[QODLink]
Counting the Cost
Steve Jobs: Innovator, genius and businessman
Counting the Cost looks back at the life and death of the Apple founder - and his legacy.
Last Modified: 08 Oct 2011 12:57

Steve Jobs, the founder of Apple inc, died this week at the age of 56 after a long illness forced him to step down as the company's CEO.

Steve Jobs will probably be remembered as the man who made computers cool. He was a rebel who reshaped the Tech industry, creating the world's most valuable Tech company, Apple.

He was not necessarily an inventor - Computer, MP3 players, tablet computers, they all existed before Steve Jobs - but he made them work and he made people want them.

We look back at the life and death of Steve Jobs and his legacy.

Also, we examine China's currency: Undervalued say some, but  is it on track to dominate the US Dollar?

From New York to Sydney in just five hours? The race into space has led to a parallel quest for long-distance earth travel  done at space- like speeds.

 

Counting the Cost can be seen each week at the following times GMT: Friday: 2230; Saturday: 0930; Sunday: 0330; Monday: 1630.

Click here for more on Counting the Cost.


Source:
Al Jazeera
Topics in this article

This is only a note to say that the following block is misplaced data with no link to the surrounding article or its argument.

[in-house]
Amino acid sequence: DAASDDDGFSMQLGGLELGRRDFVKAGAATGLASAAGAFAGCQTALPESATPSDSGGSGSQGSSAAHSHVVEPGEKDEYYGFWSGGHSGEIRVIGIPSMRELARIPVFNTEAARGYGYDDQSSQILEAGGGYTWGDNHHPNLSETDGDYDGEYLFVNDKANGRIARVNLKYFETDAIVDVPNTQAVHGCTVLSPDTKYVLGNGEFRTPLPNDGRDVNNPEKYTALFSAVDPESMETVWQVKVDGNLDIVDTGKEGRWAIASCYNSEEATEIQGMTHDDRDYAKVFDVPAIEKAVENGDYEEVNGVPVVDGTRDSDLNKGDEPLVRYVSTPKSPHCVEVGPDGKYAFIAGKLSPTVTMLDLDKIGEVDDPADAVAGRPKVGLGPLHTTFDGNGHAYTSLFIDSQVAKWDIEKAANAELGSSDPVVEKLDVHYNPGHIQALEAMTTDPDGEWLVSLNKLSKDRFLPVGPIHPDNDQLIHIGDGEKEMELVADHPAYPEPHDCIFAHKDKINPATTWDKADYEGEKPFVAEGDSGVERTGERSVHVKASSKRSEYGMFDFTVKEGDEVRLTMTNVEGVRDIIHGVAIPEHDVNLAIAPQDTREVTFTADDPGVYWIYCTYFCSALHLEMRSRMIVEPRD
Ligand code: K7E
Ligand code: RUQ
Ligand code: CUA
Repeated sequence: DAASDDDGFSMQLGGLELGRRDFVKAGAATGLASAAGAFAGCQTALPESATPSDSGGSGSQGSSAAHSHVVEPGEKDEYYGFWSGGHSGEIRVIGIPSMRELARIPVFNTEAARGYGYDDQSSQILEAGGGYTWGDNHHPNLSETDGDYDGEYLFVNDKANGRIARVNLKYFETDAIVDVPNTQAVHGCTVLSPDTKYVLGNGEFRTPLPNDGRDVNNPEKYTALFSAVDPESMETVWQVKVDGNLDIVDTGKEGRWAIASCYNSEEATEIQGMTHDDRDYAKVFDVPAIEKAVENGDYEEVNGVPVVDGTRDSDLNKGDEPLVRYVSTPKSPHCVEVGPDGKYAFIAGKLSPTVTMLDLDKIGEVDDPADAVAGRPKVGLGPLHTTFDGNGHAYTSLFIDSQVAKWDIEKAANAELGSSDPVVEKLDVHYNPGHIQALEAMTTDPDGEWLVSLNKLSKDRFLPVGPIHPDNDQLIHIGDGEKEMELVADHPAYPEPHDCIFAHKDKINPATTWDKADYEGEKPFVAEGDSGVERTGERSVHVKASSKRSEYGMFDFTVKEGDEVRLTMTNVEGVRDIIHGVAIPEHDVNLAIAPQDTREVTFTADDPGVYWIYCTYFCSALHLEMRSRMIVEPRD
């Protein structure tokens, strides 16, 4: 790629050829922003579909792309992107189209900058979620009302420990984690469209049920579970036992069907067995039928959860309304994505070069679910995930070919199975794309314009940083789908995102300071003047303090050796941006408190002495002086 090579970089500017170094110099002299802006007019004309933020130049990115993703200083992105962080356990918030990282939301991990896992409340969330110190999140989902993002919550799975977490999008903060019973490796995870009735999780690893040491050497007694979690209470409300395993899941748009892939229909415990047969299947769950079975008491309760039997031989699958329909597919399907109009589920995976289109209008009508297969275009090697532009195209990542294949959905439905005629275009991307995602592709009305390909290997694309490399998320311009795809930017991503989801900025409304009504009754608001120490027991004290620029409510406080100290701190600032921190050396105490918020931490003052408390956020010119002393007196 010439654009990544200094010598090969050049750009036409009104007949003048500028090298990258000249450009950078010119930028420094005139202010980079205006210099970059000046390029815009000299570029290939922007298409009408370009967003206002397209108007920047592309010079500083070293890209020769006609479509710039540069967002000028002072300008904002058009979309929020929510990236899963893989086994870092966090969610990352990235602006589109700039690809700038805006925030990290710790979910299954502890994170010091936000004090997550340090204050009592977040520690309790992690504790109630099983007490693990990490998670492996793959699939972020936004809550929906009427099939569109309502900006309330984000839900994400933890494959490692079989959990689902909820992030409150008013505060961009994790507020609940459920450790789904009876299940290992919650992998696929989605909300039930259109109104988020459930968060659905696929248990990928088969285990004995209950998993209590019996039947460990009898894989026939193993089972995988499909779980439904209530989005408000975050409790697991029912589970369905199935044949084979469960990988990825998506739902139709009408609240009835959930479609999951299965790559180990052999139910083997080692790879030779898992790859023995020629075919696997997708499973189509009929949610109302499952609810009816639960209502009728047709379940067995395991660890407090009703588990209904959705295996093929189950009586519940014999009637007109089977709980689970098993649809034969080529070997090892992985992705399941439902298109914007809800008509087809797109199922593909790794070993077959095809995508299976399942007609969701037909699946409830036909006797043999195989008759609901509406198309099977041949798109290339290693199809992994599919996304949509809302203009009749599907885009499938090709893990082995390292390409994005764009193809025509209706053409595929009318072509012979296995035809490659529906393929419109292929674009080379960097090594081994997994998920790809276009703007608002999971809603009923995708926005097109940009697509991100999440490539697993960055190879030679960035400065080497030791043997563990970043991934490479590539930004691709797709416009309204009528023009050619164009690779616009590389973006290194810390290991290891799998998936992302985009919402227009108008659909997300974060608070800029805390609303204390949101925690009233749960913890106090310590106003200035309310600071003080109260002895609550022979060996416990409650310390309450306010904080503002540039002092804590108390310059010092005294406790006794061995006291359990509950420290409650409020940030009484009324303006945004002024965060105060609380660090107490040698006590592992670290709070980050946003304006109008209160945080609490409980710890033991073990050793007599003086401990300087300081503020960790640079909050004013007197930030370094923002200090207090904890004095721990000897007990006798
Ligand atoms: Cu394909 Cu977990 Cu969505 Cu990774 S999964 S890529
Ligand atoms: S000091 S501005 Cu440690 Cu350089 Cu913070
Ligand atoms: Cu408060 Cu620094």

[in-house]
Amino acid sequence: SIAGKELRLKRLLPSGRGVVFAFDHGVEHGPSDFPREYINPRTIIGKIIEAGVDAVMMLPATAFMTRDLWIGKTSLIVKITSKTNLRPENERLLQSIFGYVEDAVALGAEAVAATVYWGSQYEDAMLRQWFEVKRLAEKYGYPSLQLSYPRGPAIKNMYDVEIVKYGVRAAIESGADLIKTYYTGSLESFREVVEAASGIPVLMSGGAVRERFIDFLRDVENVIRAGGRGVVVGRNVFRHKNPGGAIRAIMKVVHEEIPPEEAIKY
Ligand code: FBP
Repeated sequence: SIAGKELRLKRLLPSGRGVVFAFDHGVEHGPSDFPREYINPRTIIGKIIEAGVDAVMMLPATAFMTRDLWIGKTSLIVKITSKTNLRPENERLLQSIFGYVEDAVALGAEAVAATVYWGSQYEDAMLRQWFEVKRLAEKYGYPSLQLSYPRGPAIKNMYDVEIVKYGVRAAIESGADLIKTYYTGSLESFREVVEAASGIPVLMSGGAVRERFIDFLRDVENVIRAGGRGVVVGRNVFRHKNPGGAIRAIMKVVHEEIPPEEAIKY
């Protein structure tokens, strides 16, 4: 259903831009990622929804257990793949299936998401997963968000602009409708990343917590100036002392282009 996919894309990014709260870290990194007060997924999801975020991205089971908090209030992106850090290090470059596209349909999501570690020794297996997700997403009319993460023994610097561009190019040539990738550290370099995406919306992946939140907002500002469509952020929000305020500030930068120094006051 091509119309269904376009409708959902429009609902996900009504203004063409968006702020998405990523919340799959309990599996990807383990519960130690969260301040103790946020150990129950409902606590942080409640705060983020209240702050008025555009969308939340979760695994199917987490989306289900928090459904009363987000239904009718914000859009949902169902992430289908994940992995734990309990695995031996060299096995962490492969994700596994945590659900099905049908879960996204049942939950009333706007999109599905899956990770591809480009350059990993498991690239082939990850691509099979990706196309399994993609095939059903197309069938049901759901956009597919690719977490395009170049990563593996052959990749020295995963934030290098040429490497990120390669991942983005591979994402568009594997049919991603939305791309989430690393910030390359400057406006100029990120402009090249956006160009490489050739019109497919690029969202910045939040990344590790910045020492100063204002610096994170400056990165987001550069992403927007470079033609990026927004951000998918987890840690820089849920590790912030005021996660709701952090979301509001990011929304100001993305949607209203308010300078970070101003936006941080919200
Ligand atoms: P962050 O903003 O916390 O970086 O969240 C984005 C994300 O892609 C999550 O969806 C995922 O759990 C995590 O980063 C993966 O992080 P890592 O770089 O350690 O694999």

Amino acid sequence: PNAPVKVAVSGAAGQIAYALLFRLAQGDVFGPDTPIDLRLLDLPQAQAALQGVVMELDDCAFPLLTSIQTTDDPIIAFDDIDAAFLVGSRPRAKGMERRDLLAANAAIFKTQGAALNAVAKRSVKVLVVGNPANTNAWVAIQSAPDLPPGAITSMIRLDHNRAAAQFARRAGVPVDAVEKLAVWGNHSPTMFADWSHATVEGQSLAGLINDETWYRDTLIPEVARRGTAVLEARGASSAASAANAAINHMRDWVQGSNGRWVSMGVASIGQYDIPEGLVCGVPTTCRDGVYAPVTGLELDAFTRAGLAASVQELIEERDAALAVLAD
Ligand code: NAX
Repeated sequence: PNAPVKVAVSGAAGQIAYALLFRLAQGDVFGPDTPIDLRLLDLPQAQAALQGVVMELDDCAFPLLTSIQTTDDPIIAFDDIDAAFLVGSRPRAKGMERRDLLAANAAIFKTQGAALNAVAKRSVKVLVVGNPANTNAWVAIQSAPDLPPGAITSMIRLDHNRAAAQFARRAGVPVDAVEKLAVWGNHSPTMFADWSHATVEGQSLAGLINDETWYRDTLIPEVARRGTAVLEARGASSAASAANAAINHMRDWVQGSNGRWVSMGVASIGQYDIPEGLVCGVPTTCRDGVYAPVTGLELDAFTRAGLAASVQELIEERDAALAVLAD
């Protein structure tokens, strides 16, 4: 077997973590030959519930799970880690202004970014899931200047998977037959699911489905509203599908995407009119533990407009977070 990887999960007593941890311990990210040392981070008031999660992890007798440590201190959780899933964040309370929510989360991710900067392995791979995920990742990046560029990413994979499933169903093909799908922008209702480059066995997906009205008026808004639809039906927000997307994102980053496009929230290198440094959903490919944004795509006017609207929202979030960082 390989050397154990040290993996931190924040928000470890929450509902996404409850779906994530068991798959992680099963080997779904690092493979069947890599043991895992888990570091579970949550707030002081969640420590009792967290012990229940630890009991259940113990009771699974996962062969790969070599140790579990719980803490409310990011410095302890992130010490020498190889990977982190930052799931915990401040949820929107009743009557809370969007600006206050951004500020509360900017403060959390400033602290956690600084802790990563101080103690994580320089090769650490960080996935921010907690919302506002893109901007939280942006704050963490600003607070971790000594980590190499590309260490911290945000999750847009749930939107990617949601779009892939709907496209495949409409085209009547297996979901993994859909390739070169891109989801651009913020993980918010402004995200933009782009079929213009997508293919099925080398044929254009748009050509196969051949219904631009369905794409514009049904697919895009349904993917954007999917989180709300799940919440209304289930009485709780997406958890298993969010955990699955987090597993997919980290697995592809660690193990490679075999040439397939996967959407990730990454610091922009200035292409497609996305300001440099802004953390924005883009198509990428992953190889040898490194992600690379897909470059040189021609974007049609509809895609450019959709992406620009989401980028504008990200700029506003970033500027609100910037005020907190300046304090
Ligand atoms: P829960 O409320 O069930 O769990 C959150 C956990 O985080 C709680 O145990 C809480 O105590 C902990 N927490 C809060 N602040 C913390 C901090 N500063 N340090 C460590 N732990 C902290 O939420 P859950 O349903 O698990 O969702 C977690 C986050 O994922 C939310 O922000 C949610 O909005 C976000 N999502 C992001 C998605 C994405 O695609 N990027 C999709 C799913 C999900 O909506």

People
Country
City
Featured on Al Jazeera
'Justice for All' demonstrations swell across the US over the deaths of African Americans in police encounters.
Six former Guantanamo detainees are now free in Uruguay with some hailing the decision to grant them asylum.
Disproportionately high number of Aboriginal people in prison highlights inequality and marginalisation, critics say.
Nearly half of Canadians have suffered inappropriate advances on the job - and the political arena is no exception.
Featured
Women's rights activists are demanding change after Hanna Lalango, 16, was gang-raped on a bus and left for dead.
Buried in Sweden's northern forest, Sorsele has welcomed many unaccompanied kids who help stabilise a town exodus.
A look at the changing face of North Korea, three years after the death of 'Dear Leader'.
While some fear a Muslim backlash after café killings, solidarity instead appears to be the order of the day.
Victims spared by the deadly disease are reporting blindness and other unexpected post-Ebola health issues.